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Everything posted by base736

  1. In fact, GPX might also be worth supporting directly here. It seems to be quite common. Tools like GPS Babel make it unnecessary to support everything, but the basics would be nice -- anybody have another format that they feel is a "must have" for skydivers? Thanks for the data, and for the idea!
  2. I'm in the finishing stages of putting together an easy-to-use piece of software for graphing GPS flight data. As part of this, I'd like to be able to import NMEA data, but unfortunately I've got none on hand. At any rate, it'd be nice to have data from a variety of devices to ensure that I can import it from the common units. If anybody has a jump or two of raw NMEA data that they wouldn't mind sharing with me, I'd love to make sure that this software is compatible with the GPS you use. Thanks, all!
  3. Same reason you set up conservatively with a canopy -- because it's a lot easier to lose altitude in a wingsuit than it is to gain it.
  4. On the hike up to a local E a couple of summers ago, we ran across a group of kids from a camp or something. We were decked out in our best Dainese fishnet, so the kids wanted to know what we were up to. When we told them, this one girl, ten years old or something, points right at me and says, "You're going to die." Just like that. That was this jump. So much for her future as a clairvoyant. I wasn't even hurt.
  5. Then your experience of roller coasters is simply different from mine, and from that of a lot of other people on the thread. Whenever I've heard "that roller coaster feeling" talked about, it's been the feeling as the ride makes its way over a crest. The same feeling can be had sitting in a car as it comes over some crests in the road. I suppose some might feel a similar sensation with acceleration in other directions, too -- I expect it's caused by any change in the forces suspending the internal organs. That you don't feel it on a BASE jump -- I never have -- doesn't mean everybody else is retarded for saying that they have.
  6. Dainese is good, but never cheap. For what is apparently a very good jacket at a substantially lower cost, though, you might look into Velocity Gear.
  7. You should read more carefully. The risks you're listing are not risks you choose to take -- they are the ones you are born into. To the extent that they are elective (if, for instance, you're increasing your risk of lung cancer by smoking like a chimney) then you certainly wouldn't be alone in modifying your lifestyle to increase the odds that you'll see your kids graduate. Those people have a problem. Whether your chosen passtime is watching TV, or playing World of Warcraft, or BASE jumping, if you're blind to the fact that the world offers so much more, that's not something you should be proud of.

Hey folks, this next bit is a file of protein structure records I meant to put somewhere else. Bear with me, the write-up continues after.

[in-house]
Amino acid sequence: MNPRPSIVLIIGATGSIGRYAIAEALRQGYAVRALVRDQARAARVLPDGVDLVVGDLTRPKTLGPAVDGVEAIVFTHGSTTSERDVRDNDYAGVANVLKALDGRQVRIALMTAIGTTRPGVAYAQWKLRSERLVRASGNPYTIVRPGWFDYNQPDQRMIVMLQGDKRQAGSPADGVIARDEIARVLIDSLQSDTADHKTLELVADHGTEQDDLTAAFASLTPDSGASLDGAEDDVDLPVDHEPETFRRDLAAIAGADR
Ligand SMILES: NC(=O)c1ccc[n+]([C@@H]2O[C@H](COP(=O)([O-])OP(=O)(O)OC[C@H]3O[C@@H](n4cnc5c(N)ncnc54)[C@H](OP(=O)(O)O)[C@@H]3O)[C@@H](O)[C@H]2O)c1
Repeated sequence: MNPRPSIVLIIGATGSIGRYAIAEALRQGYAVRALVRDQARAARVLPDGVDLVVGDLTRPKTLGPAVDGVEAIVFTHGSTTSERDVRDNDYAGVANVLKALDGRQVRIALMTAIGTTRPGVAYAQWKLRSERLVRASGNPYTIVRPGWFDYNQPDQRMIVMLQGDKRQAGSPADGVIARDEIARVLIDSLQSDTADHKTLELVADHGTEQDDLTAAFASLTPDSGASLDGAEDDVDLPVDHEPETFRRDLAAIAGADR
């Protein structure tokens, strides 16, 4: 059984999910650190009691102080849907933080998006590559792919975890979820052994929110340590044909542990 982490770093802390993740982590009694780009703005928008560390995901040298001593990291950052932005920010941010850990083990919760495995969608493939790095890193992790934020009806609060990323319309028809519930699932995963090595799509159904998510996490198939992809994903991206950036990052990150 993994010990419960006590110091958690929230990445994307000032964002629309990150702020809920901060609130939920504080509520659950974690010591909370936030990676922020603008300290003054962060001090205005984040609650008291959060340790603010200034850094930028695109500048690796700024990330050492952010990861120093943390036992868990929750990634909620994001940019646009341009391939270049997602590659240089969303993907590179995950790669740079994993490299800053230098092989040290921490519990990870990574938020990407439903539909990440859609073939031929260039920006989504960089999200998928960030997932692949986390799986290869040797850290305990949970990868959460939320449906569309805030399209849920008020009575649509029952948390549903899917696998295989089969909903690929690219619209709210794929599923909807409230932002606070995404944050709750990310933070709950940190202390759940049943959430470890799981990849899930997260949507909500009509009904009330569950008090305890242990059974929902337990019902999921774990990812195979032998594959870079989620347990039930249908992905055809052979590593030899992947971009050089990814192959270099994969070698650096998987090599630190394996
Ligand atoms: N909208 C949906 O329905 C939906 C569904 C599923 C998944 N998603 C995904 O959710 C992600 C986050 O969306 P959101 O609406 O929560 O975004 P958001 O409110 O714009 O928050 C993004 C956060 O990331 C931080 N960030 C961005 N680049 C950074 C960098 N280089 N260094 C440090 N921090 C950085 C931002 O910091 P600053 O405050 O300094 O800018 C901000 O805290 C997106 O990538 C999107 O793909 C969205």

8. Apples and oranges. Setting aside the fact that the probability of dying in a terrorist attack at work is vanishingly small compared to that of dying on a BASE jump, BASE jumping is a strictly elective risk. ... There's a whole world of cool stuff to do out there, much of which is less risky than BASE. To go from "stop jumping" to "stop living" is more than a little melodramatic. The difference here is that your parents are not dependents. If I have kids, then die jumping (a very risky sport I have chosen to participate in) when they're five, not only have I left my children without one parent, but as a bonus, I've left my wife without my support, and without a second income, at the same time that I've left her in sole custody of some kids. That we were supposed to raise. There are some good arguments for continuing to jump, if you so choose, after you have kids. They are not the ones you've given.
  9. That's interesting, because when I looked at the picture I was thinking exactly the opposite -- it surprises me a little that a kid whose parents were excited about the jump would be so scared of the same thing. You're complicating my perfect world, ParaFrog!
  10. base736

    For 1st BASE

    Clearly "Building" is the best first object. That way, if you die on your first BASE jump, hey, at least you've jumped a building, right?
  11. base736

    Balloons to BASE

    A balloon jump (and, in many ways, a helicopter jump) shares a lot in common with a BASE jump with respect to how quiet it is at the exit point, and the complete absence of a relative wind at exit. I recall the first being a big part of the rush in a balloon jump -- it seems like it's much more difficult to do something like launch into thin air in the absence of loud noise (engine noise, or some guy yelling "3-2-1-go"). The two sports differ rather astonishingly with respect to both the visuals and (especially important to understand) the risks that follow.
  12. base736

    My new Baby

    Not that I doubt that this could happen, but has this ever actually happened to you, or is it more like that scenario where the plane breaks in half, some woman screams "Please, save my baby!" as I'm gearing up, I grab the kid, etc., etc., and land in the middle of the Superbowl in front of a roaring crowd? The part where the officer knows the words "base" and "rig", and doesn't just bust your ass on the spot for having a parachute seems questionable.
  13. I believe that it is each person's right to choose their own course in life, inasmuch as that course doesn't hinge on stopping others from doing the same. I also believe that BASE is among the most beautiful things I've experienced, and that such things should not be relegated to the shadows. While the idea of people getting injured or killed bothers me, the idea of hiding something so remarkable in an ill-conceived attempt to protect people from themselves bothers me even more.